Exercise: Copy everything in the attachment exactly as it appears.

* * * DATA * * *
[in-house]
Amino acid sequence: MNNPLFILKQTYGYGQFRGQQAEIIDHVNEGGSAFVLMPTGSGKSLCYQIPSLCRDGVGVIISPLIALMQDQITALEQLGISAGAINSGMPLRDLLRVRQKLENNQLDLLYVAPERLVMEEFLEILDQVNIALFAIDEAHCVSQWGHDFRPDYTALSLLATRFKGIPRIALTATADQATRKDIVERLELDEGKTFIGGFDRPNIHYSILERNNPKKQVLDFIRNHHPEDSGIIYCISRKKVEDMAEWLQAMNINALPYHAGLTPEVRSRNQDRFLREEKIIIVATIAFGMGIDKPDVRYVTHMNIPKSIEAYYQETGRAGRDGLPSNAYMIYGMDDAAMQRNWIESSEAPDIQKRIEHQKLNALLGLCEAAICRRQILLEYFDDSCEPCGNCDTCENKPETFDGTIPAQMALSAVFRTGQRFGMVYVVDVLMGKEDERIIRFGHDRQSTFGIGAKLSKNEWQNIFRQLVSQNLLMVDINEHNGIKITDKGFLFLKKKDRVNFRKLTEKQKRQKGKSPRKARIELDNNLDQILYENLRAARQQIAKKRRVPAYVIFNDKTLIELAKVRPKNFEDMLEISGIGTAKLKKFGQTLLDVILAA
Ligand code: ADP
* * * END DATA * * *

[in-house]
Amino acid sequence: MNNPLFILKQTYGYGQFRGQQAEIIDHVNEGGSAFVLMPTGSGKSLCYQIPSLCRDGVGVIISPLIALMQDQITALEQLGISAGAINSGMPLRDLLRVRQKLENNQLDLLYVAPERLVMEEFLEILDQVNIALFAIDEAHCVSQWGHDFRPDYTALSLLATRFKGIPRIALTATADQATRKDIVERLELDEGKTFIGGFDRPNIHYSILERNNPKKQVLDFIRNHHPEDSGIIYCISRKKVEDMAEWLQAMNINALPYHAGLTPEVRSRNQDRFLREEKIIIVATIAFGMGIDKPDVRYVTHMNIPKSIEAYYQETGRAGRDGLPSNAYMIYGMDDAAMQRNWIESSEAPDIQKRIEHQKLNALLGLCEAAICRRQILLEYFDDSCEPCGNCDTCENKPETFDGTIPAQMALSAVFRTGQRFGMVYVVDVLMGKEDERIIRFGHDRQSTFGIGAKLSKNEWQNIFRQLVSQNLLMVDINEHNGIKITDKGFLFLKKKDRVNFRKLTEKQKRQKGKSPRKARIELDNNLDQILYENLRAARQQIAKKRRVPAYVIFNDKTLIELAKVRPKNFEDMLEISGIGTAKLKKFGQTLLDVILAA
Ligand code: ADP